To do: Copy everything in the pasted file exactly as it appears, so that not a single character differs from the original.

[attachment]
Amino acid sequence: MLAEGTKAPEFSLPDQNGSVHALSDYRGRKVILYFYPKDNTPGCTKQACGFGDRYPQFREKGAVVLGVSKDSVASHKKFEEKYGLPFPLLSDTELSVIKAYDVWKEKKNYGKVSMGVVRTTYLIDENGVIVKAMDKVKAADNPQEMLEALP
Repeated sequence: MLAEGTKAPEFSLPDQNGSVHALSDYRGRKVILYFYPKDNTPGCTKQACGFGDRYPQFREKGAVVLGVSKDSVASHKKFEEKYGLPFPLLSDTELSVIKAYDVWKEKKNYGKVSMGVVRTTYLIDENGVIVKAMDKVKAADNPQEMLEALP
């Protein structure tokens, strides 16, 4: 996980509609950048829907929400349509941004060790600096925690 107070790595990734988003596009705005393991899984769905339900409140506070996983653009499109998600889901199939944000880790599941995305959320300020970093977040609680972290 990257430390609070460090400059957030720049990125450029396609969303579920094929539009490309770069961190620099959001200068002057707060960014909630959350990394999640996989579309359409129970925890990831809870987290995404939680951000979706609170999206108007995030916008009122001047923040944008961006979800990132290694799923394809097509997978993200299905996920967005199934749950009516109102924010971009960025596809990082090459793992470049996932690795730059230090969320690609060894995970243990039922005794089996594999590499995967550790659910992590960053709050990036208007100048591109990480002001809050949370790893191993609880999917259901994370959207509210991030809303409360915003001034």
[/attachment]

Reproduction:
Amino acid sequence: MLAEGTKAPEFSLPDQNGSVHALSDYRGRKVILYFYPKDNTPGCTKQACGFGDRYPQFREKGAVVLGVSKDSVASHKKFEEKYGLPFPLLSDTELSVIKAYDVWKEKKNYGKVSMGVVRTTYLIDENGVIVKAMDKVKAADNPQEMLEALP
Repeated sequence: MLAEGTKAPEFSLPDQNGSVHALSDYRGRKVILYFYPKDNTPGCTKQACGFGDRYPQFREKGAVVLGVSKDSVASHKKFEEKYGLPFPLLSDTELSVIKAYDVWKEKKNYGKVSMGVVRTTYLIDENGVIVKAMDKVKAADNPQEMLEALP
């Protein structure tokens, strides 16, 4: 996980509609950048829907929400349509941004060790600096925690 107070790595990734988003596009705005393991899984769905339900409140506070996983653009499109998600889901199939944000880790599941995305959320300020970093977040609680972290 990257430390609070460090400059957030720049990125450029396609969303579920094929539009490309770069961190620099959001200068002057707060960014909630959350990394999640996989579309359409129970925890990831809870987290995404939680951000979706609170999206108007995030916008009122001047923040944008961006979800990132290694799923394809097509997978993200299905996920967005199934749950009516109102924010971009960025596809990082090459793992470049996932690795730059230090969320690609060894995970243990039922005794089996594999590499995967550790659910992590960053709050990036208007100048591109990480002001809050949370790893191993609880999917259901994370959207509210991030809303409360915003001034």